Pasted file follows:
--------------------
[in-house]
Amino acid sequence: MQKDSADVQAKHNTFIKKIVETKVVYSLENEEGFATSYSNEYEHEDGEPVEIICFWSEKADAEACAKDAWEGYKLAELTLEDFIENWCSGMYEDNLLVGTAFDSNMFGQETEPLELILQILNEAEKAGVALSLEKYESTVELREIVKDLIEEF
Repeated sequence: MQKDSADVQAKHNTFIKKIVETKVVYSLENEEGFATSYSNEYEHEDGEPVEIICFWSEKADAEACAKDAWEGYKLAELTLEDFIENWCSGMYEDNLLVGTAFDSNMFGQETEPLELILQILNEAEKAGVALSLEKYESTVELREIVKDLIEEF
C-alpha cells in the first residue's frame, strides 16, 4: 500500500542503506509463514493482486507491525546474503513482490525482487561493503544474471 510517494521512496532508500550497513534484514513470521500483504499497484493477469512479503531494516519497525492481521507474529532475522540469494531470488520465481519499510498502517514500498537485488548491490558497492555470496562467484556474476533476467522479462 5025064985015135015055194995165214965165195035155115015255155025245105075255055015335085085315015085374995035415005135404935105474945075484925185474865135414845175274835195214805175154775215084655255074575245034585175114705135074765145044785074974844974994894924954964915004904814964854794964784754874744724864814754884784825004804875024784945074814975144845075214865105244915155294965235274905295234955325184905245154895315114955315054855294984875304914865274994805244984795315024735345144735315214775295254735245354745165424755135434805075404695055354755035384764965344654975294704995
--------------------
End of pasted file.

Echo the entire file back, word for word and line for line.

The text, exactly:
[in-house]
Amino acid sequence: MQKDSADVQAKHNTFIKKIVETKVVYSLENEEGFATSYSNEYEHEDGEPVEIICFWSEKADAEACAKDAWEGYKLAELTLEDFIENWCSGMYEDNLLVGTAFDSNMFGQETEPLELILQILNEAEKAGVALSLEKYESTVELREIVKDLIEEF
Repeated sequence: MQKDSADVQAKHNTFIKKIVETKVVYSLENEEGFATSYSNEYEHEDGEPVEIICFWSEKADAEACAKDAWEGYKLAELTLEDFIENWCSGMYEDNLLVGTAFDSNMFGQETEPLELILQILNEAEKAGVALSLEKYESTVELREIVKDLIEEF
C-alpha cells in the first residue's frame, strides 16, 4: 500500500542503506509463514493482486507491525546474503513482490525482487561493503544474471 510517494521512496532508500550497513534484514513470521500483504499497484493477469512479503531494516519497525492481521507474529532475522540469494531470488520465481519499510498502517514500498537485488548491490558497492555470496562467484556474476533476467522479462 5025064985015135015055194995165214965165195035155115015255155025245105075255055015335085085315015085374995035415005135404935105474945075484925185474865135414845175274835195214805175154775215084655255074575245034585175114705135074765145044785074974844974994894924954964915004904814964854794964784754874744724864814754884784825004804875024784945074814975144845075214865105244915155294965235274905295234955325184905245154895315114955315054855294984875304914865274994805244984795315024735345144735315214775295254735245354745165424755135434805075404695055354755035384764965344654975294704995